"It is a platform for the artists to champion and speak about the conservation issues and organizations that are closest to their hearts," says Whiting.
Out of an interest in increasing the organization's reach, and further showcasing and supporting their programs, the Artists for Conservation Festival was introduced last year, similarly held in the fall at Grouse Mountain.
"We did so many new things in terms of expanding our annual exhibit into a festival," says Whiting. "It was nerve-wracking to be doing so many new things in a new venue at once. We tested a lot of things and a lot of things really worked."
Taking a similar, albeit expanded, approach to their programming, it's hoped this year's festival proves to be even more successful.
"We have the benefit of more people knowing about us this year as well and the benefit of experience," says Whiting.
At the heart of this year's festival is the art exhibition, seeing the display of 90 original artworks by 80 artists. Among those featured is returning festival artist Robert Bateman, an acclaimed wildlife painter and longtime Artist for Conservation member. Serving as the festival patron, Bateman has once again created an original piece, an oil painting of an endangered Amur leopard.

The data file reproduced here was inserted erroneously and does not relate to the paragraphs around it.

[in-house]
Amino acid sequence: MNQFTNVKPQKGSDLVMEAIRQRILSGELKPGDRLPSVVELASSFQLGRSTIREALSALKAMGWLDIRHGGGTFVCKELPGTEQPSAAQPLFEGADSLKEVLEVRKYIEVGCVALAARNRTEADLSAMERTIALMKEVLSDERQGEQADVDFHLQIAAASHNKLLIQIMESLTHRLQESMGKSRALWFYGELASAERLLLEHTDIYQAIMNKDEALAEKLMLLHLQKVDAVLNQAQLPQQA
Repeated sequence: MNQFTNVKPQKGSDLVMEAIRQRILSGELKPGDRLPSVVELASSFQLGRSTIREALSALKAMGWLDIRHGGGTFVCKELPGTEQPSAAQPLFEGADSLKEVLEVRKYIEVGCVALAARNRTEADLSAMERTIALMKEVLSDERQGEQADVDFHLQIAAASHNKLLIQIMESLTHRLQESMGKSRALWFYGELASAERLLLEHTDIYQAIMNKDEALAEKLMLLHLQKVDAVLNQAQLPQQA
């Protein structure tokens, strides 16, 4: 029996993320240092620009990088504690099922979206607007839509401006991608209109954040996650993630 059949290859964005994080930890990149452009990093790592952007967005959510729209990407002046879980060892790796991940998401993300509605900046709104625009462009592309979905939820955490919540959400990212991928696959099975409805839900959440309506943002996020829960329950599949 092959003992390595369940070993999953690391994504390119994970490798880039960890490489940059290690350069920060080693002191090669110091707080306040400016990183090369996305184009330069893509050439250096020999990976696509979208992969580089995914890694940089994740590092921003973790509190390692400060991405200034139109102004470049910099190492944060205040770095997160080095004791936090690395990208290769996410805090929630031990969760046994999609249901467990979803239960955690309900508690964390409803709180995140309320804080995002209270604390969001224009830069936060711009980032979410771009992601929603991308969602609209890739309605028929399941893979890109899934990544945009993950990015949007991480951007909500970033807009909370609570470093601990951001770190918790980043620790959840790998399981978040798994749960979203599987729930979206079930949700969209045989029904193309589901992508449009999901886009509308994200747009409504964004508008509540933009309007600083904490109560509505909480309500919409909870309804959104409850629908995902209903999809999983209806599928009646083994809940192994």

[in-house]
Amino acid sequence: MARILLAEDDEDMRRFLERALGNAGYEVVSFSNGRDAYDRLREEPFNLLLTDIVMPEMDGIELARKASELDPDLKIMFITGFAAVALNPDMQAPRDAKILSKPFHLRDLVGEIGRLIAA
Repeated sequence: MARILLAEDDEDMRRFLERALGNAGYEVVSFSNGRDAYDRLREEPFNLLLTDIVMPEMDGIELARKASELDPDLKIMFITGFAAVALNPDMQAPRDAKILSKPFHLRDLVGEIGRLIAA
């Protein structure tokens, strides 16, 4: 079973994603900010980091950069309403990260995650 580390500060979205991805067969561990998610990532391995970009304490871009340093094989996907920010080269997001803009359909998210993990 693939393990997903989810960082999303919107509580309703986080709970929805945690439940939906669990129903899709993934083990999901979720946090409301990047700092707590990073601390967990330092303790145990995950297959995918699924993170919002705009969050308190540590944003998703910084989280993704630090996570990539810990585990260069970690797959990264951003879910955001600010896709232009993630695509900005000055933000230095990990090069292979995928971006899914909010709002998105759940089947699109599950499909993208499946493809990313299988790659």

In addition to the art exhibition, a major component of the event is a lecture series, featuring approximately 18 presentations over the course of the festival. The presenters range from "Indiana-Jones-types" to dedicated conservationists, all of whom are extremely talented artists, says Whiting, adding, "It's a really neat group, all under one roof."
Throughout the opening weekend, talks are scheduled by Bateman, Pollyanna Pickering, Mark Hobson, David Kitler and Andrew Denman.
Some lectures will relate to the organization's Flag Expeditions program, which links artists and leading conservation scientists, supporting trips to remote settings.
"The festival is a way as well for us and the artists to share their findings and to talk about what they've learned and to show some of the work that's come out of that," says Whiting.
Five films will be screened at this year's festival, including the world premiere of Artists for Conservation's second documentary, The Soysambu Legacy: Art and Conservation in Africa's Rift Valley. The film details the life of artist Simon Combes, who was killed in2004, the result of a charging Cape buffalo, and the conservation work being carried on by his son Guy, and, widow, Kat, in Kenya's Great Rift Valley. Guy and Kat will be in attendance at this year's festival.